Blogs

Fred Ross Sr. audio digitization completed

April 3, 2013
by Geoff Willard

The Stanford Media Preservation Lab has recently finished reformatting the 440 audiocassettes in the Fred Ross papers, an immense body of audio documenting the training meetings held by labor organizer Fred Ross Sr. Housed in Special Collections, the digitized audio focuses extensively on house meetings in the 1970s and 80s, an organizing technique Ross developed and taught. A small portion of the tapes include Cesar Chavez, who Ross hired and trained in the early 50s. Chavez later went on to form the National Farm Workers Association, but Ross always remained a mentor and strong influence. "As time went on, Fred became sort of my hero," Chavez said. "I saw him organize and I wanted to learn." 

Digital collections now viewable in SearchWorks

Today marks a major milestone in Stanford University LIbraries' ability to provide easy and seamless access to digital collections.  As of today, digital collections will begin appearing in SearchWorks, the Libraries' discovery interface. This means that collections can be discovered in the course of searching and browsing through the totality of Stanford's library collection.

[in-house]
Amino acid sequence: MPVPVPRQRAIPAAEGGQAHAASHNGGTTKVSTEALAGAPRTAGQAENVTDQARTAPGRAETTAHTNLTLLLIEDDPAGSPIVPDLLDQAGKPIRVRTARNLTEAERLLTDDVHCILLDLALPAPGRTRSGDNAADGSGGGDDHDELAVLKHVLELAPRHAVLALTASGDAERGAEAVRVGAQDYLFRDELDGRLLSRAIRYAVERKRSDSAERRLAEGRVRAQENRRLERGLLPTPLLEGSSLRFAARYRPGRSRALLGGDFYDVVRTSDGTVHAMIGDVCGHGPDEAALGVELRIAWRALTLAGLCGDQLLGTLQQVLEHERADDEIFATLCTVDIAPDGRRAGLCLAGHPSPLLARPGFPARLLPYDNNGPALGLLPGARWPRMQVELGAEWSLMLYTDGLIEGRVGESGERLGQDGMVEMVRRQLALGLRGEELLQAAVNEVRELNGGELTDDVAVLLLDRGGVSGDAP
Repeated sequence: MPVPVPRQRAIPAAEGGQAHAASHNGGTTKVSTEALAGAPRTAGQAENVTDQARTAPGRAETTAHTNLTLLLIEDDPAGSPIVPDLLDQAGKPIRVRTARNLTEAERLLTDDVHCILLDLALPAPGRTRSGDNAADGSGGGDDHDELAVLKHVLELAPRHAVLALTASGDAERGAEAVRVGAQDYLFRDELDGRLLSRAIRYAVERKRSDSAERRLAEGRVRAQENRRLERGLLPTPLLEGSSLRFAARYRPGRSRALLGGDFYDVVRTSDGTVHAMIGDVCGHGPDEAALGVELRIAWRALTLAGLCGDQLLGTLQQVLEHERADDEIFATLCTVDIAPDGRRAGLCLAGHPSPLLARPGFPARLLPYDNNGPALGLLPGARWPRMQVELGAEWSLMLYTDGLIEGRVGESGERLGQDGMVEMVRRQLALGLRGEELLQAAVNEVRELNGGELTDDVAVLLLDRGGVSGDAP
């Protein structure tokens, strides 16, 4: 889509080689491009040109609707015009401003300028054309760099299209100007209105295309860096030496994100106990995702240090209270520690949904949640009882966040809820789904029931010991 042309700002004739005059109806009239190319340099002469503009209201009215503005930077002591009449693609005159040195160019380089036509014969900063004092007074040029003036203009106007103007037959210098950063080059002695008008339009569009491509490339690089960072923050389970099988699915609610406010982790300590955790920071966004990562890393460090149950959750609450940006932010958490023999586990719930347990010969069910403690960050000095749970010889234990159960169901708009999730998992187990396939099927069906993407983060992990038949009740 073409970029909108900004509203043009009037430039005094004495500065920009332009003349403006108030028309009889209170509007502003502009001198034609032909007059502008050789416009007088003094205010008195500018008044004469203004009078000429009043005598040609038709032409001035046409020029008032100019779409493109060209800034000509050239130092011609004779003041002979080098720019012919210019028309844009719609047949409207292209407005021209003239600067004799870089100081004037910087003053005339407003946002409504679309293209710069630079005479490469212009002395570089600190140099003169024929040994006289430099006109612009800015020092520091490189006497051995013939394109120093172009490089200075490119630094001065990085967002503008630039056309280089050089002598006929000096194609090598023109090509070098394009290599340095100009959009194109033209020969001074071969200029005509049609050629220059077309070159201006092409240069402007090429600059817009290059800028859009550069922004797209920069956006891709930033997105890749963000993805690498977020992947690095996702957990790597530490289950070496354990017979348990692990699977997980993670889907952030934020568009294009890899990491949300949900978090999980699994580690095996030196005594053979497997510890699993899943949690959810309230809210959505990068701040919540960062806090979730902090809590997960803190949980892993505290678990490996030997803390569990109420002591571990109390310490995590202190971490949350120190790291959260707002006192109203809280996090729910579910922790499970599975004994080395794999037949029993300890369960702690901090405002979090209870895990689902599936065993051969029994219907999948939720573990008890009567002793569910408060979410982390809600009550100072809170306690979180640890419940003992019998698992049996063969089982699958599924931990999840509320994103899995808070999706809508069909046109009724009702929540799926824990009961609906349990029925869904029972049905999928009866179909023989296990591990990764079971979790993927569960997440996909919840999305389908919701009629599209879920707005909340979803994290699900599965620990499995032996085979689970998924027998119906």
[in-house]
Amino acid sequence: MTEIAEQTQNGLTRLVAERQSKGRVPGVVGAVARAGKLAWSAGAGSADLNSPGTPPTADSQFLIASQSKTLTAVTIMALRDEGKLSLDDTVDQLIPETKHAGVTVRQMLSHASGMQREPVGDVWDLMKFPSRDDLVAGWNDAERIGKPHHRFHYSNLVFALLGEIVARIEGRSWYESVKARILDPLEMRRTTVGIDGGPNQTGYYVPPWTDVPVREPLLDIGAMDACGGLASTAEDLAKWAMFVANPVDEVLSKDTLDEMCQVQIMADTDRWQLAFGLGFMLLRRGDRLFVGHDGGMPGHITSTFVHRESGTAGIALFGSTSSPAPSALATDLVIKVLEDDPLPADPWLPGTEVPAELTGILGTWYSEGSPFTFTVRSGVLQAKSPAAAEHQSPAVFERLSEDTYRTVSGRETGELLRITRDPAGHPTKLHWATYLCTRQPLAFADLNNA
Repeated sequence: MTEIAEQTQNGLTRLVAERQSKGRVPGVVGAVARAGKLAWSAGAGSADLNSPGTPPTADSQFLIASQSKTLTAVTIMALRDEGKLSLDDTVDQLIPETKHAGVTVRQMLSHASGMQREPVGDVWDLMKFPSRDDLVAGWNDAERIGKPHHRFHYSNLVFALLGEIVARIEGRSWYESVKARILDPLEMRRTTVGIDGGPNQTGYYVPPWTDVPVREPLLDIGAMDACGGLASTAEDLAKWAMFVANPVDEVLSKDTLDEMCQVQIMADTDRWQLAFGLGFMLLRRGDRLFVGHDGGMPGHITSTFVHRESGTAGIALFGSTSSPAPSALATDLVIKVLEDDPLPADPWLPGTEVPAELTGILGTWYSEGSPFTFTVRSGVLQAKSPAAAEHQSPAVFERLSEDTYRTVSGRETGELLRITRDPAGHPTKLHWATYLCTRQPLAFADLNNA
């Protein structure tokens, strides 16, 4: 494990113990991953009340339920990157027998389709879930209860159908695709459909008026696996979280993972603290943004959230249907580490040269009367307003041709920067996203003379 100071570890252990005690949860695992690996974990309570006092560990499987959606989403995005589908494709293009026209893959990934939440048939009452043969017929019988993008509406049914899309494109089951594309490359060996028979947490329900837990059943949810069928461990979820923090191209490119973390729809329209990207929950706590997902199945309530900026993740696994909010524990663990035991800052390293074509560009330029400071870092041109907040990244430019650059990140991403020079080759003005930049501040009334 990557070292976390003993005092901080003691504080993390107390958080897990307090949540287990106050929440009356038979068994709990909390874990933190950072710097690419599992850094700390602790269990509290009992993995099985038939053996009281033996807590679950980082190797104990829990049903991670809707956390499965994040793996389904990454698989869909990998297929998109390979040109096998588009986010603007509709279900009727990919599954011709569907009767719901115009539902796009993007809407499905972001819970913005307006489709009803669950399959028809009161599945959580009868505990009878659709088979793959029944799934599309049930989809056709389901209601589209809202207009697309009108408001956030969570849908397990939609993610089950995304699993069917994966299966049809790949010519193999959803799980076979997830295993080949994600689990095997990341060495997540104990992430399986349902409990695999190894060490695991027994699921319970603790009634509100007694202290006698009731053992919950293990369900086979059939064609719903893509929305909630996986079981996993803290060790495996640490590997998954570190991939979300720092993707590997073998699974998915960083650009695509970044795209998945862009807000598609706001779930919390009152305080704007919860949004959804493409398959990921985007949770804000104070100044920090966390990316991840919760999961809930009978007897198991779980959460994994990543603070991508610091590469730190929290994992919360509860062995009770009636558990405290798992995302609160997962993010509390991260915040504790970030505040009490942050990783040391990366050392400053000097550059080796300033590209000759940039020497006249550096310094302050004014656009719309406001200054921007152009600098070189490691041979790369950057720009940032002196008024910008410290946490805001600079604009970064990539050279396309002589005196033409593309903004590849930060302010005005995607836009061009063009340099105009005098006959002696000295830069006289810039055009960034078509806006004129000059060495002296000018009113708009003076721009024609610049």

SDR Deposit of the Week: Selections from University Archives

It should come as no surprise that University Archives is brimming with a diverse body of digital content gathered from all corners of Stanford, files documenting student life, campus affairs, and the administration of the University. Since his introduction to SDR Self-Deposit, University Archivist Daniel Hartwig has made frequent use of the system to preserve and provide access to these historic materials. Here are some deposits of particular interest:

LibDevConX^4: Library Developers from across the world descend on Stanford during Spring Break

March 27, 2013
by Tom Cramer

This week, while things were otherwise quiet at Stanford due to Spring Break, 35 technologists from 20 institutions* descended upon Stanford for our annual library developers' (un)conference: LibDevConX, hosted by SUL's Digital Library Systems & Services group. For the fourth year in a row, the event brought together some of the best and brightest technical experts from different places with like concerns, to explore needs, common solutions, and learn from each others' innovations. This year, topics included: 

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